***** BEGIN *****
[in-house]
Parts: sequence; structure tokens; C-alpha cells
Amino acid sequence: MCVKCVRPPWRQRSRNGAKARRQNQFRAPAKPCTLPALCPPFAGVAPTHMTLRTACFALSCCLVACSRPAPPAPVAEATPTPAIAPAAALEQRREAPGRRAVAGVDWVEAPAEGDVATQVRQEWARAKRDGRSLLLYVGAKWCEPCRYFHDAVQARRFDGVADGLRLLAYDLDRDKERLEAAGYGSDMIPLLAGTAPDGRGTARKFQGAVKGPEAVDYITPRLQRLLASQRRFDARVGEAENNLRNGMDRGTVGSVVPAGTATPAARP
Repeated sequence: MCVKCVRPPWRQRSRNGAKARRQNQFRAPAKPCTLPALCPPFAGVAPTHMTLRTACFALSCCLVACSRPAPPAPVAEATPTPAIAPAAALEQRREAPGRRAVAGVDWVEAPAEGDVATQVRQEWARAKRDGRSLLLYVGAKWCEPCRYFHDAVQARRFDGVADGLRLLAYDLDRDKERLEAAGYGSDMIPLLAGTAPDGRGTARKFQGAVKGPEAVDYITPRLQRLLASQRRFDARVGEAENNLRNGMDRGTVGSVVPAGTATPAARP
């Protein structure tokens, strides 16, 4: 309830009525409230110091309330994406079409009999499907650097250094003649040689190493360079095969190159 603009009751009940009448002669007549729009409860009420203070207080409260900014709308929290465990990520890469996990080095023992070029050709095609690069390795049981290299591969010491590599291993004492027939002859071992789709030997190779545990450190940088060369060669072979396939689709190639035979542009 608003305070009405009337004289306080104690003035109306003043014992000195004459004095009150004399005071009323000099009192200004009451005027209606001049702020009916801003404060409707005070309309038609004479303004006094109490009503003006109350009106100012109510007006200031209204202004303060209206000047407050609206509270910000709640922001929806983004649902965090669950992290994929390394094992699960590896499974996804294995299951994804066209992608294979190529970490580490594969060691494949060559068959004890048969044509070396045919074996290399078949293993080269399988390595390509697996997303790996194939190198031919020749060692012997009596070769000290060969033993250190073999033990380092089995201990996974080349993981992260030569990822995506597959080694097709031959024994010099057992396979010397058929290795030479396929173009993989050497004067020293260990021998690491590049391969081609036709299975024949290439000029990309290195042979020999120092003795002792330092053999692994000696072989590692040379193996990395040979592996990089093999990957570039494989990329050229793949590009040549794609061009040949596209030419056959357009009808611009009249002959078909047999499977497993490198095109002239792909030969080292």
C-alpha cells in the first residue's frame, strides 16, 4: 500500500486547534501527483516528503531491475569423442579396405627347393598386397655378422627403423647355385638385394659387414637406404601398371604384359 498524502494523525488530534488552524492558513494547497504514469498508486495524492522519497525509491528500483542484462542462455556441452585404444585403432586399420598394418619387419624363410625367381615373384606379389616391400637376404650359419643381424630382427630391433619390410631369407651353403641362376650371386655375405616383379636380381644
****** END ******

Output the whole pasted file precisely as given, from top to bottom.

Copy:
[in-house]
Parts: sequence; structure tokens; C-alpha cells
Amino acid sequence: MCVKCVRPPWRQRSRNGAKARRQNQFRAPAKPCTLPALCPPFAGVAPTHMTLRTACFALSCCLVACSRPAPPAPVAEATPTPAIAPAAALEQRREAPGRRAVAGVDWVEAPAEGDVATQVRQEWARAKRDGRSLLLYVGAKWCEPCRYFHDAVQARRFDGVADGLRLLAYDLDRDKERLEAAGYGSDMIPLLAGTAPDGRGTARKFQGAVKGPEAVDYITPRLQRLLASQRRFDARVGEAENNLRNGMDRGTVGSVVPAGTATPAARP
Repeated sequence: MCVKCVRPPWRQRSRNGAKARRQNQFRAPAKPCTLPALCPPFAGVAPTHMTLRTACFALSCCLVACSRPAPPAPVAEATPTPAIAPAAALEQRREAPGRRAVAGVDWVEAPAEGDVATQVRQEWARAKRDGRSLLLYVGAKWCEPCRYFHDAVQARRFDGVADGLRLLAYDLDRDKERLEAAGYGSDMIPLLAGTAPDGRGTARKFQGAVKGPEAVDYITPRLQRLLASQRRFDARVGEAENNLRNGMDRGTVGSVVPAGTATPAARP
């Protein structure tokens, strides 16, 4: 309830009525409230110091309330994406079409009999499907650097250094003649040689190493360079095969190159 603009009751009940009448002669007549729009409860009420203070207080409260900014709308929290465990990520890469996990080095023992070029050709095609690069390795049981290299591969010491590599291993004492027939002859071992789709030997190779545990450190940088060369060669072979396939689709190639035979542009 608003305070009405009337004289306080104690003035109306003043014992000195004459004095009150004399005071009323000099009192200004009451005027209606001049702020009916801003404060409707005070309309038609004479303004006094109490009503003006109350009106100012109510007006200031209204202004303060209206000047407050609206509270910000709640922001929806983004649902965090669950992290994929390394094992699960590896499974996804294995299951994804066209992608294979190529970490580490594969060691494949060559068959004890048969044509070396045919074996290399078949293993080269399988390595390509697996997303790996194939190198031919020749060692012997009596070769000290060969033993250190073999033990380092089995201990996974080349993981992260030569990822995506597959080694097709031959024994010099057992396979010397058929290795030479396929173009993989050497004067020293260990021998690491590049391969081609036709299975024949290439000029990309290195042979020999120092003795002792330092053999692994000696072989590692040379193996990395040979592996990089093999990957570039494989990329050229793949590009040549794609061009040949596209030419056959357009009808611009009249002959078909047999499977497993490198095109002239792909030969080292």
C-alpha cells in the first residue's frame, strides 16, 4: 500500500486547534501527483516528503531491475569423442579396405627347393598386397655378422627403423647355385638385394659387414637406404601398371604384359 498524502494523525488530534488552524492558513494547497504514469498508486495524492522519497525509491528500483542484462542462455556441452585404444585403432586399420598394418619387419624363410625367381615373384606379389616391400637376404650359419643381424630382427630391433619390410631369407651353403641362376650371386655375405616383379636380381644